Precious metals have long been considered as a safe store of wealth thanks to their high demand, limited supply, and what has been, for the most part, a steady increase in value.
Investors looking to diversify their portfolios with a precious metal investment are often left trying to figure out which company is the best fit for their portfolios and goals. One miner that if often considered for investment is Barrick Gold Corp. (TSX:ABX)(NYSE:ABX).
Here’s a look at Barrick and whether or not the miner is a good investment opportunity.
Meet Barrick Gold Corp.
Barrick is the largest miner in the world, with operations scattered across 10 countries on five continents. Despite a steady improvement in gold prices this year, Barrick has largely missed the rally on gold prices, which has lifted several precious metal companies by nearly 20% year to date. By comparison, Barrick has dropped nearly 18% in the same period.
That drop can largely be attributed to weaker than expected production across several mines, which translated into much weaker results than expected. In the most recent quarter, Barrick posted a US$11 million net loss, which was a complete turnaround from the US$175 million net profit the company posted in the same quarter last year. That weaker production also resulted in Barrick providing an updated production guidance for the rest of the year, with the target coming in 400,000 ounces lower.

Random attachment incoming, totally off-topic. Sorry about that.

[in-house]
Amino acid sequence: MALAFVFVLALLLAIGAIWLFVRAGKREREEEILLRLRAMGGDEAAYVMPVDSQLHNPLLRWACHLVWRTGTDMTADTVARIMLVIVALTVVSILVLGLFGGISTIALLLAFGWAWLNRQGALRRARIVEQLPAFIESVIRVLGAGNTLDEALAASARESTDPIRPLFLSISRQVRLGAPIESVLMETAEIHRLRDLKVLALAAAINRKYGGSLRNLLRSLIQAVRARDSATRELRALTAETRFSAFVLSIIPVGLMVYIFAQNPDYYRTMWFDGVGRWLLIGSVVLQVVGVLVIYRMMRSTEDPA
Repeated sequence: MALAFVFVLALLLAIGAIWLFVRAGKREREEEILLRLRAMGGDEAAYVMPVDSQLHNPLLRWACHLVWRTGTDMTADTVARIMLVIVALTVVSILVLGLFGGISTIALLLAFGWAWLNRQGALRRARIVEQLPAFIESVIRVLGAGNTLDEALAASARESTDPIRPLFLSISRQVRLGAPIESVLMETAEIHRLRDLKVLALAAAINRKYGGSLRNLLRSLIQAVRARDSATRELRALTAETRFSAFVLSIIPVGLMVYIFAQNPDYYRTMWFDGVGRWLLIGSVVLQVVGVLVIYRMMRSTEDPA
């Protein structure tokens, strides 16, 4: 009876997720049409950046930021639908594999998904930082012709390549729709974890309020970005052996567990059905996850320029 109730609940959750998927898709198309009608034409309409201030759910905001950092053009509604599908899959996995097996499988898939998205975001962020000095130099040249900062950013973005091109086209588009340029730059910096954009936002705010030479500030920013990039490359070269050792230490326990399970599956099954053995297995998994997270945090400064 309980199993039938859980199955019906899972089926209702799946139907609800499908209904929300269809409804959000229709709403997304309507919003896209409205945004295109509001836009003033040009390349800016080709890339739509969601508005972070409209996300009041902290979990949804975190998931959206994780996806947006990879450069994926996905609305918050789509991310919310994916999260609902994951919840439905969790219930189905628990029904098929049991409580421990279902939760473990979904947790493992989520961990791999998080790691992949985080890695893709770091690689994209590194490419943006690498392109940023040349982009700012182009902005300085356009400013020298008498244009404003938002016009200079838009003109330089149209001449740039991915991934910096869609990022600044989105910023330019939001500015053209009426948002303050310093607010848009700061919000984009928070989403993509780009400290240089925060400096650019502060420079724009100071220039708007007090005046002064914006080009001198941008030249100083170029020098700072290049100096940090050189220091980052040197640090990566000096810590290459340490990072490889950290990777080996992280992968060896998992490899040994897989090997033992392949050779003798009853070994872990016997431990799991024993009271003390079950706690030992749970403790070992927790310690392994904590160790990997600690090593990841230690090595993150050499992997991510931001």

The weaker results and, by extension, a surge in the company’s all-in-sustaining costs to US$772 all had an impact on driving the stock lower.
Investors considering Barrick should be looking firmly at the long term. Barrick is still a great investment option thanks to three key reasons.
Is Barrick a good investment?
First, despite the weaker-than-expected results, Barrick continues to chip away at its debt, reducing it by an impressive US$1.5 billion year to date. This will provide a lift to results in future quarters, as Barrick continues down the path towards becoming debt free.
Second, production levels at existing mines will recover from their temporary setbacks, which is often not immediately apparent to investors looking just at the most recent results. In all, seven different mines experienced weaker-than-expected production, which is rare. Some of these, such as the Acacia mining venture in Tanzania, are disputes that have since been resolved, and others, such as the Pueblo Viejo mine, are simply temporary matters. In both cases, production should return to better levels.
Finally, Barrick is working on developing several of its existing facilities to further boost production. Barrick’s mines in Nevada are a perfect example of this, and efforts there should result in a boost to production levels by one million gold ounces, while simultaneously bringing all-in-sustaining costs down to under US$700 per ounce.
For these reasons, investors looking firmly at the long term will no doubt see the potential that the stock holds, and the recent pullback in prices makes for an excellent buying opportunity to buy at a discounted rate.